In 1983 the biggest of all the many overhauls was undertaken. The console was moved yet again to be sited on the south side of the new dais, at the east end of the south aisle. The whole organ was examined and all necessary renewals made, including revoicing and the insertion of a memory capture system. This restoration undertaken by Hill, Norman & Beard means we now have a traditional English organ (somewhat rare these days) capable of a full musical range, a console visually satisfying, in a position central to worship.

The Snetzler case

The Snetzler case of the organ of St Peter's Church, NottinghamIt is impossible to write about the organ without mentioning the organ case of c.1770, attributed to John Snetzler. For many years the case was tucked away out of sight in the Chancel, but following the report of Dr Sumner in 1934 it was removed to its present site at the east end of the north aisle where it can be seen in its full beauty. In Dr Sumner's words:

English organ cases of artistic value are extremely rare, but here is an example of great beauty... it is to be deplored that when so many churches are marred by hideous rows of zinc chimney cans masquerading as organ cases St Peter's hides its very beautiful light under a bushel... the case should be erected in the north chancel facing the nave and visible immediately on entry.

Tradition has always named St Peter's case as the work of Snetzler and in the 3rd edition of Dr Sumner's book The Organ (1986) it is not only named as such in the text but one of the plates is entitled "Snetzler's case, St Peter's Nottingham". Now however, with new tests etc. some doubt is being cast on it being the work of the master, and we must of course keep an open mind and respect the new technology. In spite of this the beauty of the organ case is unimpaired, and it is fair to predict it will continue to be called by the name of Snetzler!

Margaret Darnell & Kendrick Partington, April 1991


Swell (enclosed) Great
 1. Double Diapason 16' 21. Bourdon 16'
 2. Geigen 8' 22. Large Open Diapason 8'
 3. Rohr Flute 8' 23. Small Open Diapason 8'
 4. Salicional 8' 24. Hohl Flute 8'
 5. Voix Celeste 8' 25. Principal 4'
 6. Salicet 4' 26. Harmonic Flute 4'
 7. Mixture II 27. Twelfth 2 2/3'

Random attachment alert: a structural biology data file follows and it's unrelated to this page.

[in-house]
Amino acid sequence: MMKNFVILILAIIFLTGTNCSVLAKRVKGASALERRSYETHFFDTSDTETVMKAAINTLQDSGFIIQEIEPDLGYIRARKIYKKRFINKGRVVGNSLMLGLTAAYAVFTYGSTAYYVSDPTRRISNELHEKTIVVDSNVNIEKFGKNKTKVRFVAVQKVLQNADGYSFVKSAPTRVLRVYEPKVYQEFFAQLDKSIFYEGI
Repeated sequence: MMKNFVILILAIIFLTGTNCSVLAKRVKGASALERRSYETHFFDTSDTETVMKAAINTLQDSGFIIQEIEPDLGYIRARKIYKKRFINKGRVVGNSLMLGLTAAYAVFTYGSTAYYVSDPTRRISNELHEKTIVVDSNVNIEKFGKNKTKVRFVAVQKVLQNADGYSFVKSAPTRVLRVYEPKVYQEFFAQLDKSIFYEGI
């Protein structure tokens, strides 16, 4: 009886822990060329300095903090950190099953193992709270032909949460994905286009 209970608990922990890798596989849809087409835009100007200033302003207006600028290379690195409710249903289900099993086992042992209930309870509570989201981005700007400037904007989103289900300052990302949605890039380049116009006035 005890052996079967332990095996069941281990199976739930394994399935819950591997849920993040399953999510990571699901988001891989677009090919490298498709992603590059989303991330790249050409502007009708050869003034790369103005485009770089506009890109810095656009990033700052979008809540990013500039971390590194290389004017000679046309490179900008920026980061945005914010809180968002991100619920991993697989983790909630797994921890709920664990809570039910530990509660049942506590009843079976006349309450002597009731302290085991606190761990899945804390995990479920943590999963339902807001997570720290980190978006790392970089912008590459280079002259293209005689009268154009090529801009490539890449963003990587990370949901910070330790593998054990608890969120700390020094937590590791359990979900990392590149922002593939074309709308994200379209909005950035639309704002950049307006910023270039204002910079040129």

8. Oboe 8' 28. Fifteenth (from 25) 2'
 9. Contra Fagotto (fr. 10) 16' 29. Mixture III
10. Cornopean 8' 30. Trumpet 8'
11. Clarion (from 10) 4' 31. Clarion (from 30) 4'
Swell Octave & Sub Swell to Great
Choir Pedal
12. Keraulophon 8' 32. Resultant Bass (fr. 34) 32'
13. Viola 8' 33. Open Diapason 16'
14. Gedact 8' 34. Sub Bass 16'
15. Coppel 4' 35. Echo Bourdon (from 21) 16'
16. Piccolo (from 14) 2' 36. Viola (from 13) 8'
17. Sext 12,17 37. Octave (from 33) 8'
18. Krummhorn 8' 38. Bass Flute (from 34) 8'
19. Trumpet (from 30) 8' 39. Octave Flute (from 34) 4'
20. Clarion (from 30) 4' 40. Trombone (from 30) 16'
41. Trumpet (from 30) 8'
Choir Octave & Sub Great, Swell
Swell to Choir and Choir to Pedal

Hill, Norman & Beard - 1983 rebuild


I am grateful to Andrew Abbott, Assistant Organist at St Mary's Church, for the following additional information.

I have quite a bit of information on the organ and organists of St Peter's which I collected when John Whittle and I did our research for our book on the same subject for St Mary's. I have a note that St Peter's organ was rebuilt in 1863 by Lloyd and Dudgeon and again in 1876 when it was moved from under the tower to the north side of the chancel. The organ was again rebuilt by Lloyd in 1911 and then by E. Wragg and Sons in 1952.

The interior of the organ

The organ of St Peter's, part 2 - photographs of the interior.

Hear the organ

Chorale Prelude on "St Peter" - Harold Darke NEW MP3 (1.8Mb)
Scherzo (Sonata no. 5) - Alexandre Guilmant NEW MP3 (5.1Mb)

Played by Kendrick Partington Organist Emeritus during a recital given at St Peter's on 30th June 2001.
These MP3 files are encoded at 96Kbps: 13.5kHz stereo.

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© St Peter's Church, Nottingham
Last revised 26th February 2006